Yesterday I went for my first trial run to test my new running shoes and the likelihood that I will be able to train for a distance event without unnecessary injury to body and soul.
It was a gorgeous morning, cool and sunny, with a pleasant breeze. My planned route, 5 miles on the nose; starting with a 1.5 mile ascent on a busy road, followed by a nice 2 mile flat on a wide shoulder, 1 mile of rolling hills, and then a nice flat to end. The first ten minutes or so were an adrenaline rush, cars wizzing by me and the breeze at my back. As per usual, around 2 miles in I started having a nagging pain in my left ankle...decided not to worry about it and did a little bargaining with myself that I would stop at the 5K mark if I had increasing pain. The big difference between this run and the many, many others in my past was that somewhere in the first two miles I started (dare I say) cheerleading myself. Given my penchant for self-criticism, it seemed somewhat silly at first and so I started with the bar set pretty low. Stuff like "Not bad" "Keep going" "You can do it" "One foot after another"...after a little while I even mustered a few "You're doing pretty good"s... Somewhere around 2.5 miles I got a nice extra spring in my step and picked up my pace along the flat for a few minutes. When I hit the rolling hills on the back side of the run I was actually feeling pretty good. Cheerleaded myself up the hill and for a nice full out run for the last half mile. Checked my watch and to my shock and excitement my average pace was a full 65 seconds faster than I had set out to keep. Positivity...who knew?
Needless to say, I had quite a runner's high and basked in it and the nice air conditioned livingroom for a solid half hour before making some breakfast and taking a shower. When James, my husband, got home (he had been out with his parents who are in town for the holiday weekend) I gave him a blow by blow account of my run. I then asked him to guess how long he thought it had taken me. I secretly expected that he would overestimate my time by at least 5 minutes... He, (I shouldn't really be surprised) guessed my finishing time to the second. My immediate reaction was dismay (pathos showing itself here)...if he could guess my time, maybe it wasn't as good as I had been telling myself. It took an excellent showing of husbandly attunement and additional cheerleading to reframe his accuracy as his actually having a better sense of my (totally respectable) capacities than I do.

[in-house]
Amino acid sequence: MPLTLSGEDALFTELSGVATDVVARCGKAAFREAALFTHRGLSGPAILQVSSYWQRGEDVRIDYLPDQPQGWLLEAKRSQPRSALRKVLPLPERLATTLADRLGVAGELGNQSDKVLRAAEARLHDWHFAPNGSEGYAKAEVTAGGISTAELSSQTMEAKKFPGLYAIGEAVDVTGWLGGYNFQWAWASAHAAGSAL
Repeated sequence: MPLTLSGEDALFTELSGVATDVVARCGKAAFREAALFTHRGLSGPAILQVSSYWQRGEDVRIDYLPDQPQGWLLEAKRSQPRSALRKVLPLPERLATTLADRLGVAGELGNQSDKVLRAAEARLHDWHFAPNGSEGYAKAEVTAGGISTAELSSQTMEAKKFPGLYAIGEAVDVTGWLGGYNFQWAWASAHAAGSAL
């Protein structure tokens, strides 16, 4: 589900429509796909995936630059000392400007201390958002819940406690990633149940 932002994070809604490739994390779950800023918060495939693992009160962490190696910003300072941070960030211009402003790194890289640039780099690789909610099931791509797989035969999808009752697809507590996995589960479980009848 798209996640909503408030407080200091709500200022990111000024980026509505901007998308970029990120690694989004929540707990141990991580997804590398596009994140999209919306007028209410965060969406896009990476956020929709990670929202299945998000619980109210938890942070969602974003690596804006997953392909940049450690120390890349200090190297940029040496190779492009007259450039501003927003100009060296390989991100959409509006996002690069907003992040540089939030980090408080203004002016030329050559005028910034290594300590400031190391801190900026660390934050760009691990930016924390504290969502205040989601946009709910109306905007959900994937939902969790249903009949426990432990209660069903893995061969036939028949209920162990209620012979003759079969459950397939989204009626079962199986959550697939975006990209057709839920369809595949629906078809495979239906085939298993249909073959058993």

It never ceases to amaze me the distance I can cover in such a short time: a nice solid runner's high at the starting line and self-induced, hard-fought crash in self-esteem at the finish. Clearly I need to find a new route to run ;-)
Speaking of new routes, and new adventures, with a successful and minimally painful 5 miler under my belt (following 4 shorter runs this weeks), James and I are on for the Spirit of Pittsburgh Relay Half-Marathon on November 1! 48 days and counting... More about that later.